Wong says, “Insurers, like other businesses, are being really conservative about taking on additional risk and liabilities at this stage.” They may send out assessors to review a property before they approve a homeowner for insurance. Or as the Pew Charitable Trust reports, Californians living in a high-risk zone for wildfires may find coverage but have conditions set for their policy to remain active. 

Some of the conditions include wildfire-season preparation, such as regular maintenance of trees and undergrowth on the property. In tornado or hurricane regions, the insurer may require the home to be retrofitted or fortified to wind-resistance standards, or have shutters or other types of protective items installed.

There is no actual guarantee you’ll be insured — you may need to apply to several insurance companies before finding one that agrees to cover you at an affordable price. Once you find a company willing to provide you coverage, be sure to review the “fine print”, such as exclusions, limits and what type of maintenance or management of your property is required to keep your policy active.

If you haven’t purchased a home yet, Wong advises potential homeowners to “take insurance eligibility and affordability into consideration before purchasing a property. This is an area many people miss but can hurt you later on when you have difficulty securing adequate insurance.” 

If My Policy Was Canceled, How Can I Get Insured Again?

If your policy was canceled, you could try to renegotiate with your current insurer to keep your policy in force. You may need to meet additional conditions, such as removing brush or landscaping around your home, for example. If the insurer is unwilling to work with you, Wong’s advice is, “If you are denied a renewal, you can often negotiate yourself a 30 to 60-day window, so you have more time to shop the market and find coverage.”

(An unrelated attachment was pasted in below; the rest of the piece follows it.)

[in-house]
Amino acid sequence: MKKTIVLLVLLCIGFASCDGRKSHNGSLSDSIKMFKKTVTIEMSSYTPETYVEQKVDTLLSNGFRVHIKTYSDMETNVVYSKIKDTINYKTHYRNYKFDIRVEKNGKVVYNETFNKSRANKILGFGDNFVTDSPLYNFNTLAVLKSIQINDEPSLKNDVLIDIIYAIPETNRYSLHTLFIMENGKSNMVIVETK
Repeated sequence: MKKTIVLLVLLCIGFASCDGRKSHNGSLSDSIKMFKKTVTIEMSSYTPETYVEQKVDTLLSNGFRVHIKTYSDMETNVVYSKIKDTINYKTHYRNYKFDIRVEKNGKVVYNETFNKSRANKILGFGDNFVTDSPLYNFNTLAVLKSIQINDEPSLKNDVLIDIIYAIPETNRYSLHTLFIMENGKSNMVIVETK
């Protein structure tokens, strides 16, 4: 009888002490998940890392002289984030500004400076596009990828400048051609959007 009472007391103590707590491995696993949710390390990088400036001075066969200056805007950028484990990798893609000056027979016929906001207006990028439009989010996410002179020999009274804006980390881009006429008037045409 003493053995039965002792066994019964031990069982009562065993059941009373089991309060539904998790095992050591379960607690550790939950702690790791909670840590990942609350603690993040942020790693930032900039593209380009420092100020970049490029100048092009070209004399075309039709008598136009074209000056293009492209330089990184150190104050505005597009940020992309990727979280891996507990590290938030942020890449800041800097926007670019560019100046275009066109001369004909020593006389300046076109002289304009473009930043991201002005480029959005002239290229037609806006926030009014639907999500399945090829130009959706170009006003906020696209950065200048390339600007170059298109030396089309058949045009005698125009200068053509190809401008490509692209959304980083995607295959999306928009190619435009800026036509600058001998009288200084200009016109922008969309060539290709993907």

If you’re unable to find reasonable coverage with another insurance company, check with your state for special insurance programs. Some states, such as California, have access to the Fair Access to Insurance Requirement (FAIR) plans for difficult-to-insure perils such as fire, flood or wind damage. You’ll still need to find basic homeowners insurance, with the extra FAIR coverage for the hazard you’re having trouble getting insurance for. 

The Bottom Line

Getting home insurance in high-risk areas is getting harder because of the growth in extreme natural disasters and the economic slowdown from the COVID-19 pandemic. You can’t control the weather, but you can take steps to improve your chances of getting —  and staying — insured. They include factoring in the cost and likelihood of getting insurance for a home before you buy and negotiating with your insurer if your premiums go up. Make sure to have one or two backup insurance companies on stand-by if you need to replace your current home insurance.

Featured photo by Jose Edelson / AFP / Getty Images.

About the Authors

Cynthia Paez Bowman is a contributing writer for Over the last two years, she has covered insurance, home security and more. She has been featured in MSN, Bankrate,, The Simple Dollar and GOBankingRates. She has dual bachelors degrees in International Business and Journalism from American University in Washington, D.C. “Is It Getting Harder to Get Home Insurance in High-Risk Areas?” is Cynthia’s favorite story on